* Abe resigns on health grounds; yen jumps
* Investors say lack of detail on Fed policy shift
* U.S. oil prices little moved by massive storm
* Graphic: 2020 asset performance tmsnrt.rs/2yaDPgn
* Graphic: World FX rates in 2020 tmsnrt.rs/2egbfVh
LONDON, Aug 28 (Reuters) - The Japanese yen surged and stocks fell on Friday after Prime Minister Shinzo Abe resigned for health reasons, while broader share markets were mixed as investors worried about a lack of detail in the U.S. Federal Reserve’s policy shift.
The Nikkei 225 share index closed down 1.4% while the yen soared more than 1% after Abe announced his resignation, saying he would stay as prime minister until a new leader was appointed.
There has been speculation about Abe’s health all week but the resignation of Japan’s longest-serving premier rattled investors given he has spearheaded efforts to revive growth through his reflationary “Abenomics” policies.
The yen, seen as a safe-haven currency to buy in times of uncertainty, jumped 1.2% to 105.33 yen per dollar, putting it on course for its biggest one-day jump since March when the coronavirus pandemic roiled global markets.
Some analysts said the yen’s rally seemed excessive given that, while there was uncertainty, Abe’s successor was unlikely to alter economic policy significantly because the country remains in the middle of a battle to avoid deflation and lift growth.
“Of course it is unclear what kind of policy his successor will pursue. But realistically: There is unlikely to be a major change - especially in the direction of a much more restrictive policy”, said Thu Lan Nguyen, a currency analyst at Commerzbank.
It was a mixed day for stock markets elsewhere as investors continued to digest the Fed’s widely-awaited shift in its policy framework, which was unveiled on Thursday and saw the central bank place more emphasis on boosting economic growth and less on worries about inflation running too high.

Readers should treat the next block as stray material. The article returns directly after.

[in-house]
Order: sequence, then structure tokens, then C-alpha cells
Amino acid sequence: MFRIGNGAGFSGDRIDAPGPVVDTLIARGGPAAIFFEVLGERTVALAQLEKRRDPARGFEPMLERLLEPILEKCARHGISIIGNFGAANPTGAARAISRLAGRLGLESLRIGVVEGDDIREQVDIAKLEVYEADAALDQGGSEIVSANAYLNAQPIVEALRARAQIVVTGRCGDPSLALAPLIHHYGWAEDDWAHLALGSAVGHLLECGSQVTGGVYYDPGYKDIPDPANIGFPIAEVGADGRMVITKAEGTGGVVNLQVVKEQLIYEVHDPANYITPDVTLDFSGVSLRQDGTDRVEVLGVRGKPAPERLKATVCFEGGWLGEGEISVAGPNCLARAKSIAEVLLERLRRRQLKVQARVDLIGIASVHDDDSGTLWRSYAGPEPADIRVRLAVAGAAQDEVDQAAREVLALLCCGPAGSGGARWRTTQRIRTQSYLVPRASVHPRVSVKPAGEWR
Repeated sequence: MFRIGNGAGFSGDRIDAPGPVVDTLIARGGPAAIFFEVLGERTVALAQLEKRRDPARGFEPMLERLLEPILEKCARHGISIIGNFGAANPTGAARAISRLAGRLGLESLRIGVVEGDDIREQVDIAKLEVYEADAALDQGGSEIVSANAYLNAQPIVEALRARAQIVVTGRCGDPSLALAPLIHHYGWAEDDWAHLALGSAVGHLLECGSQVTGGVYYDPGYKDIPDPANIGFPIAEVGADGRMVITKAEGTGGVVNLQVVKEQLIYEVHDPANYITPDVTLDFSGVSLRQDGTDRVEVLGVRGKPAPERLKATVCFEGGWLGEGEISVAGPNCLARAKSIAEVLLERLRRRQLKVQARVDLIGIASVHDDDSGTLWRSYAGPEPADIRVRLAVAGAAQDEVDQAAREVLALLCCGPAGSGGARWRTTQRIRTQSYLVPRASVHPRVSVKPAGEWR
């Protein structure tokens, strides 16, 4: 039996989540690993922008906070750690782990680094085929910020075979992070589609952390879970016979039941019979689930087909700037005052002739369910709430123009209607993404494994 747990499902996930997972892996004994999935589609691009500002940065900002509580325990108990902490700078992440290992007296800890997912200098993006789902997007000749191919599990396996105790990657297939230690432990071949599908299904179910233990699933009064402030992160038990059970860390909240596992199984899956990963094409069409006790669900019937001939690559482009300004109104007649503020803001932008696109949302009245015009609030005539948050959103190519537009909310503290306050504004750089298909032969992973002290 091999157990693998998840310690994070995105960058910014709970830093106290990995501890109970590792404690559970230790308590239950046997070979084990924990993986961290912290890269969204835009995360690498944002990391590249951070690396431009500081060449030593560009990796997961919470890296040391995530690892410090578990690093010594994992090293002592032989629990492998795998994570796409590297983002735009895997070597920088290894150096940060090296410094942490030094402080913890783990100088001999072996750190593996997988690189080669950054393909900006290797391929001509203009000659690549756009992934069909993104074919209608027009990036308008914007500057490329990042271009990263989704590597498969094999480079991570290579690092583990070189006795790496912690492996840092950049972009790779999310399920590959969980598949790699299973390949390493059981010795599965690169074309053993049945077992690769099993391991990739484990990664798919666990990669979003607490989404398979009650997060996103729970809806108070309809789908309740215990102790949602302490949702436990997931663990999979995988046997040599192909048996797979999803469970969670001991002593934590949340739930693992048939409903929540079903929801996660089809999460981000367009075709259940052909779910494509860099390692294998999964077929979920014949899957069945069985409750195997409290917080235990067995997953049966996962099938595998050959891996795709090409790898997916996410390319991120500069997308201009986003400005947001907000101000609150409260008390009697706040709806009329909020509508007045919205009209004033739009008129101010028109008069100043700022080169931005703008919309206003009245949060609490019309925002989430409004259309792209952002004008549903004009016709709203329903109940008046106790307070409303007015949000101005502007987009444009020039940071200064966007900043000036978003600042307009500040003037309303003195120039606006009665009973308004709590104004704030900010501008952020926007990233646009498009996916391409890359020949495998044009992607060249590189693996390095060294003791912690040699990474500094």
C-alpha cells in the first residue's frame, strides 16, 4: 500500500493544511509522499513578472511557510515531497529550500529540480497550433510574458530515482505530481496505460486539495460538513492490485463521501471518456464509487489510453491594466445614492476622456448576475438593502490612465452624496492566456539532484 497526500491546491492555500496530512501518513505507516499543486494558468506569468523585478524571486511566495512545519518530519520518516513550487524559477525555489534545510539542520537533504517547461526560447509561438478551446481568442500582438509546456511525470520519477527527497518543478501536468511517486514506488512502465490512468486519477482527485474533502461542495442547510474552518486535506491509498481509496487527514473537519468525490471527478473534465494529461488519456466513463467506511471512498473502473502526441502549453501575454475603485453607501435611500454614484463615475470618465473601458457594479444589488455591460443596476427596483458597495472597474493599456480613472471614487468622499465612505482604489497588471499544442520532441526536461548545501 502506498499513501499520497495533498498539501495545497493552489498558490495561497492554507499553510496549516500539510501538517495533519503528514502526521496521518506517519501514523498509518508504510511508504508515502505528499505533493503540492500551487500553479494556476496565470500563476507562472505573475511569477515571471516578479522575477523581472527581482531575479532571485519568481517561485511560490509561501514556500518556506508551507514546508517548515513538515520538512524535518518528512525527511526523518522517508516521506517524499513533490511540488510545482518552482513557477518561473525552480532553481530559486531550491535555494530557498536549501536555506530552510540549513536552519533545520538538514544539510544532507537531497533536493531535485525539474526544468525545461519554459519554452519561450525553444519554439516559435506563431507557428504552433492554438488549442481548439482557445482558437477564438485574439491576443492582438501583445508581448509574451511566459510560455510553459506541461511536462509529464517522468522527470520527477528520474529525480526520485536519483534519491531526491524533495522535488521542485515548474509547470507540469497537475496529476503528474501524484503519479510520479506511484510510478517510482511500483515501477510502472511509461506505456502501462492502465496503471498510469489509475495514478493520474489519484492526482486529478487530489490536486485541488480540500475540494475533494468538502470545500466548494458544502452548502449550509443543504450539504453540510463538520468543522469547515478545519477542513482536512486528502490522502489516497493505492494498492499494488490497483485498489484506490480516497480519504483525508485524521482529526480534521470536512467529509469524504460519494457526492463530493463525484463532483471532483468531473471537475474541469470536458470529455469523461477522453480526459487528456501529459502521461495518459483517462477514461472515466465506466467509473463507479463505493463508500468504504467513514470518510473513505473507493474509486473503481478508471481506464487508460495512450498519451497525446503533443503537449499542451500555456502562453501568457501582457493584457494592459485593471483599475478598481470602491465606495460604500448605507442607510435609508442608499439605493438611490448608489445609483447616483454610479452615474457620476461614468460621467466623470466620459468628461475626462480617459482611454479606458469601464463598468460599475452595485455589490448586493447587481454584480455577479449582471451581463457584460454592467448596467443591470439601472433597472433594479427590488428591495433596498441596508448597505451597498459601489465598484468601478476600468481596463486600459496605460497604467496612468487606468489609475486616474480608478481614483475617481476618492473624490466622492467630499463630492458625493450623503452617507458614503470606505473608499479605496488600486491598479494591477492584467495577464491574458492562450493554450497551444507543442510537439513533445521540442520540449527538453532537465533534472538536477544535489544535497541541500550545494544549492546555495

The policy aims for 2% inflation on average, so too slow a pace would be followed by an effort to lift inflation “moderately above 2% for some time.”
Stocks initially jolted higher as investors bet interest rates would remain low for longer and more stimulus was likely.
But share markets have since been choppy, with some traders disappointed the Fed did not reveal more details about how the new framework would work or provide clues as to what it will do at its next policy meeting.
“It’s not so much about what to do about inflation when it comes but about getting inflation above target. The challenge is to get inflation up to target and not very much was said about that,” said Colin Asher, a senior economist at Mizuho.
The Euro STOXX 50 was last down 0.21%, while Germany’s DAX slid 0.3%. Britain’s FTSE 100 was flat.
U.S. stock futures clawed their way higher and back to near record levels after earlier volatile trading on concern about the impact of a hurricane that struck the centre of the U.S. oil industry. S&P 500 e-mini futures was were last up 0.24%, a seventh straight day of gains.
Asian shares outside of Japan limped higher, with the MSCI’s broadest index of Asia-Pacific shares outside Japan gaining 0.22%.
DOLLAR DECLINE DEEPENS
In currency markets, the dollar extended an earlier drop and was 0.8% lower against a basket of other currencies by 1115 GMT, taking it back towards its lows of last week - which saw the dollar at its weakest since early May 2018.
The greenback has fallen sharply since June as many analysts are predicting more pain ahead if U.S. rates are to stay low for longer and amid political uncertainty before the U.S. presidential election in November.
The euro seized on the dollar’s weakness to gallop another 0.7% higher and was last at $1.1905, close to a more than two-year high it recently touched.
The 10-year U.S. Treasury yield rose to as high as 0.789%, the most since June 10, which caused the yield curve to steepen, reflecting the Fed’s tolerance for higher inflation. It was last at 0.752%, up 1 basis point on the session.
Crude oil prices see-sawed as a massive storm raced inland past the heart of the U.S. oil industry in Louisiana and Texas without causing any widespread damage to refineries.
Brent crude rose 0.09% to $45.13 a barrel. U.S. West Texas Intermediate (WTI) crude edged 0.23% higher to $43.14 per barrel.
The spot gold price bounced 1.49% to $1,957 an ounce. The precious metal tends to perform well when the dollar is weak and the Fed sends a dovish message on the future path of interest rates.
Additional reporting by Sujata Rao in London; Editing by Kirsten Donovan and Mark Potter
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